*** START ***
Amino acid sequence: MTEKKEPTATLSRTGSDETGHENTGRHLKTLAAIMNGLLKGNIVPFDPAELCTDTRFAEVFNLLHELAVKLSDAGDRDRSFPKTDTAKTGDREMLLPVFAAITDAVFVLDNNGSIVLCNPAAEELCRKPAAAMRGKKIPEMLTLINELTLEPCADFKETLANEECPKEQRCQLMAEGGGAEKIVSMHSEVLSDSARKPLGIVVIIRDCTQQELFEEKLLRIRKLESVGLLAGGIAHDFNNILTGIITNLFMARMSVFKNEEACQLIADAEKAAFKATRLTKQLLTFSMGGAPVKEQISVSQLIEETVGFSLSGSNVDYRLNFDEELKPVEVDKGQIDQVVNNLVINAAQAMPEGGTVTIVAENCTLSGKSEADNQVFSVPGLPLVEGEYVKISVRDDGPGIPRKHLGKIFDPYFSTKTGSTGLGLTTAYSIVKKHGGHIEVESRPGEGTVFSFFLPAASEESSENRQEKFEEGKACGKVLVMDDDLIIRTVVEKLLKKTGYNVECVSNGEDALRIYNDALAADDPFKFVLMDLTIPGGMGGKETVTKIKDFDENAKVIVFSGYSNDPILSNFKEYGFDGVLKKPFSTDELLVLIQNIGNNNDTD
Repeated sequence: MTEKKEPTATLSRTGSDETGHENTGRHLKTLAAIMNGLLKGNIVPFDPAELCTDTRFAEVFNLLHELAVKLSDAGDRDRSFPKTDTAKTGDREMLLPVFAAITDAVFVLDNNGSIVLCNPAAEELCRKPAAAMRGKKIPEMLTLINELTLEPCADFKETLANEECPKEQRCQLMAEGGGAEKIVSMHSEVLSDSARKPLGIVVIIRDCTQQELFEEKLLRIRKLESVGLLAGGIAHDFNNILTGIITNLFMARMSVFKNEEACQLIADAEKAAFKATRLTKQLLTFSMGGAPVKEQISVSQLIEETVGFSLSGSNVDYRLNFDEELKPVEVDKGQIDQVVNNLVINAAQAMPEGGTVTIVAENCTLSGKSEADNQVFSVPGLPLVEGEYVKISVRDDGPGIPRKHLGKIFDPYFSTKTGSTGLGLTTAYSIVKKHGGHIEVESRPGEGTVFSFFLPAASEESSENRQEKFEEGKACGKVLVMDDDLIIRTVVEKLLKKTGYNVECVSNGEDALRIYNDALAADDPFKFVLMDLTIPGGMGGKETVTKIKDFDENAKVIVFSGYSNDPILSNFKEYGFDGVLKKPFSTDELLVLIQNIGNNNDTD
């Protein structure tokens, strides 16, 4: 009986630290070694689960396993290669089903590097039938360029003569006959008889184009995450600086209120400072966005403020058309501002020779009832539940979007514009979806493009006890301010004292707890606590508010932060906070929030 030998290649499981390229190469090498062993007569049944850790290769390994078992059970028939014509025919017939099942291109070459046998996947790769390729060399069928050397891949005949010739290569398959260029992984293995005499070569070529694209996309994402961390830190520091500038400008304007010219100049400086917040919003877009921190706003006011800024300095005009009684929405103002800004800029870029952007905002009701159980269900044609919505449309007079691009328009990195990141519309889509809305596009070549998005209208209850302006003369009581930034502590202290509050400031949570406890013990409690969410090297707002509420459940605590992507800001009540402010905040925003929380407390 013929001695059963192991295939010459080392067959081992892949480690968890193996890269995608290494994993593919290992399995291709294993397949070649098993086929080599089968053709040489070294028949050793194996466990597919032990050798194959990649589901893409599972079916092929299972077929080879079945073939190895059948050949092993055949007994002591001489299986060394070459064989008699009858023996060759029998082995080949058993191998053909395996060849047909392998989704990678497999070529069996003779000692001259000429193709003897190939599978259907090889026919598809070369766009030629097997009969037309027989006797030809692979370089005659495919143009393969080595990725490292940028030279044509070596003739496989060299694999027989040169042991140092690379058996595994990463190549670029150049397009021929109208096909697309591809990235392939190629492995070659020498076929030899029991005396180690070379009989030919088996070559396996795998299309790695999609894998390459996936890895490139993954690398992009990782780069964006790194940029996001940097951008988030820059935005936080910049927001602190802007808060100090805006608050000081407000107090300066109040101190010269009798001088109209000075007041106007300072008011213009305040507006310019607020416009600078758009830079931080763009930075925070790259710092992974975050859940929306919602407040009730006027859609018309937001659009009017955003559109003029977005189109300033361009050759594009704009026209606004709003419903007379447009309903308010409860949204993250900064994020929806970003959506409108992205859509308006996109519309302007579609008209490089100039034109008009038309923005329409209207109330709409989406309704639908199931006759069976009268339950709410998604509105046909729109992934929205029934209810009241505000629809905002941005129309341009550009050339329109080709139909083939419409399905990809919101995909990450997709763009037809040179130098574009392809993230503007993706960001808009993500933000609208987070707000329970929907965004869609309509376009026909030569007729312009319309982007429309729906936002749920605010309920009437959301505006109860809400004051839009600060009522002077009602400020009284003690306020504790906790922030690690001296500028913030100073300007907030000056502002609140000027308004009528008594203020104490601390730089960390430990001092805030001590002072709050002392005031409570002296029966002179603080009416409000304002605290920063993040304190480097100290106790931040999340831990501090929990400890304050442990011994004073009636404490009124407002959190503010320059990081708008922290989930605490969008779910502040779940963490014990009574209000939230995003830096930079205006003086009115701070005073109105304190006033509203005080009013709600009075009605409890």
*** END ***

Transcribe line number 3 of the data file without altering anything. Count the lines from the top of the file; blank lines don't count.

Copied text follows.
């Protein structure tokens, strides 16, 4: 009986630290070694689960396993290669089903590097039938360029003569006959008889184009995450600086209120400072966005403020058309501002020779009832539940979007514009979806493009006890301010004292707890606590508010932060906070929030 030998290649499981390229190469090498062993007569049944850790290769390994078992059970028939014509025919017939099942291109070459046998996947790769390729060399069928050397891949005949010739290569398959260029992984293995005499070569070529694209996309994402961390830190520091500038400008304007010219100049400086917040919003877009921190706003006011800024300095005009009684929405103002800004800029870029952007905002009701159980269900044609919505449309007079691009328009990195990141519309889509809305596009070549998005209208209850302006003369009581930034502590202290509050400031949570406890013990409690969410090297707002509420459940605590992507800001009540402010905040925003929380407390 013929001695059963192991295939010459080392067959081992892949480690968890193996890269995608290494994993593919290992399995291709294993397949070649098993086929080599089968053709040489070294028949050793194996466990597919032990050798194959990649589901893409599972079916092929299972077929080879079945073939190895059948050949092993055949007994002591001489299986060394070459064989008699009858023996060759029998082995080949058993191998053909395996060849047909392998989704990678497999070529069996003779000692001259000429193709003897190939599978259907090889026919598809070369766009030629097997009969037309027989006797030809692979370089005659495919143009393969080595990725490292940028030279044509070596003739496989060299694999027989040169042991140092690379058996595994990463190549670029150049397009021929109208096909697309591809990235392939190629492995070659020498076929030899029991005396180690070379009989030919088996070559396996795998299309790695999609894998390459996936890895490139993954690398992009990782780069964006790194940029996001940097951008988030820059935005936080910049927001602190802007808060100090805006608050000081407000107090300066109040101190010269009798001088109209000075007041106007300072008011213009305040507006310019607020416009600078758009830079931080763009930075925070790259710092992974975050859940929306919602407040009730006027859609018309937001659009009017955003559109003029977005189109300033361009050759594009704009026209606004709003419903007379447009309903308010409860949204993250900064994020929806970003959506409108992205859509308006996109519309302007579609008209490089100039034109008009038309923005329409209207109330709409989406309704639908199931006759069976009268339950709410998604509105046909729109992934929205029934209810009241505000629809905002941005129309341009550009050339329109080709139909083939419409399905990809919101995909990450997709763009037809040179130098574009392809993230503007993706960001808009993500933000609208987070707000329970929907965004869609309509376009026909030569007729312009319309982007429309729906936002749920605010309920009437959301505006109860809400004051839009600060009522002077009602400020009284003690306020504790906790922030690690001296500028913030100073300007907030000056502002609140000027308004009528008594203020104490601390730089960390430990001092805030001590002072709050002392005031409570002296029966002179603080009416409000304002605290920063993040304190480097100290106790931040999340831990501090929990400890304050442990011994004073009636404490009124407002959190503010320059990081708008922290989930605490969008779910502040779940963490014990009574209000939230995003830096930079205006003086009115701070005073109105304190006033509203005080009013709600009075009605409890």